The Greeks have a proverb: “cabbage served twice is death,” suggesting that serving leftover cabbage isn’t worth the terrible smell, texture, and taste. You can solve this problem by cooking your cabbage as irresistible as possible, leaving nothing to spoil. Nowadays, cabbage deserves a place at the next dinner table because of its delicious varieties and colors now found in different regions of the world. There are many different and tasty recipes that feature cabbage as the star of the dish, or just as a great side dish.
You can expect cabbage at its best during the late fall and early winter months, which the cool weather help retains its sweetness and flavors. When buying cabbage, they should feel heavy for their size, and the leaves should be tightly closed and attached to the stem. Avoid wilted or faded leaves, which mean a loss of moisture and vitamins. Store cabbage in your refrigerator’s crisper, away from the light. There are many different ways to cook cabbage, but it is perhaps most loved when fermenting, like in Germany’s sauerkraut, or in Korea’s kim chee.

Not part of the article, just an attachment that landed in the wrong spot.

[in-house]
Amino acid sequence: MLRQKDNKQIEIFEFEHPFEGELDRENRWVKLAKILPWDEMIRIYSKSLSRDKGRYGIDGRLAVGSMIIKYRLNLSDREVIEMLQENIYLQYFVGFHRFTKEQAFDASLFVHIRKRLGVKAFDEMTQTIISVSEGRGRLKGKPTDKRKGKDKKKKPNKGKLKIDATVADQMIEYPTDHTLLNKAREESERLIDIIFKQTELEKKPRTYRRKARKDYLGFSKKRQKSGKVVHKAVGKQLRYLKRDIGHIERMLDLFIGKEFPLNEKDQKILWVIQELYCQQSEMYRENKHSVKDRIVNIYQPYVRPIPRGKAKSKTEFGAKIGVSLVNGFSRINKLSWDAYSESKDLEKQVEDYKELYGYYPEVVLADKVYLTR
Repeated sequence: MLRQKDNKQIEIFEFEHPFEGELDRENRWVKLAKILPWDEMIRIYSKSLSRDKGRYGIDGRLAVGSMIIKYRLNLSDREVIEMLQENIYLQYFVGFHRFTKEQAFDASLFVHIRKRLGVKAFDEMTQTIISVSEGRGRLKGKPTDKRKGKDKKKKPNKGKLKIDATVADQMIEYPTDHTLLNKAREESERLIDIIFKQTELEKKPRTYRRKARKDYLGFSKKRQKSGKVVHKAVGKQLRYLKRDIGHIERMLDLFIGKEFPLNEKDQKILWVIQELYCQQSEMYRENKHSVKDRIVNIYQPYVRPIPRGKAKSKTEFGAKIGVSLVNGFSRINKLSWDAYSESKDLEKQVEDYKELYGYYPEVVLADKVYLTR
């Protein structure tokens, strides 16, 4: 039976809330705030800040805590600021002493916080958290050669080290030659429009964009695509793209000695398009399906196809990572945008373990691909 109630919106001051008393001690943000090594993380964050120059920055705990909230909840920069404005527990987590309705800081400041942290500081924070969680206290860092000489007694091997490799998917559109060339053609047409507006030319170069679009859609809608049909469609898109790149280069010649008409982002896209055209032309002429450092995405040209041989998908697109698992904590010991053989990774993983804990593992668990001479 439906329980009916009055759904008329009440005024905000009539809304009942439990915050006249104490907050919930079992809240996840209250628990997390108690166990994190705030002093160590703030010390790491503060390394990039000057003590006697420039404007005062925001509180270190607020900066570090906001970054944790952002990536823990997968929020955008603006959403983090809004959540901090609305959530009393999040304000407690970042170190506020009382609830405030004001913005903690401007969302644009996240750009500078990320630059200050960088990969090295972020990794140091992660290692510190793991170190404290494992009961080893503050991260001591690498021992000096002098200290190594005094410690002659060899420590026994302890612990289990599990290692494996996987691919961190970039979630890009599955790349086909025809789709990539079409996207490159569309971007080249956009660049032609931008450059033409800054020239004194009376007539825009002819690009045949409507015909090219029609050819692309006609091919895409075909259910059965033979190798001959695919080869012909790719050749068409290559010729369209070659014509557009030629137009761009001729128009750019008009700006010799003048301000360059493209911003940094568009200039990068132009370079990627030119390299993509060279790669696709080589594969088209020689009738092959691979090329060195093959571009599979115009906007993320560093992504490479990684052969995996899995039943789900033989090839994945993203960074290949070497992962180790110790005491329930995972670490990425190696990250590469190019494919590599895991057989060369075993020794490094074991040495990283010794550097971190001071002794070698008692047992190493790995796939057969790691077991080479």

Recipes with Cabbage
Chris Cosentino, Cockscomb and Boccalone
Jake Des Voignes, Local: Mission Eatery
Kathryn Lukas, Farmhouse Culture
Adapted from Heidi Swanson’s blog, 101 cookbooks, www.101cookbooks.com.
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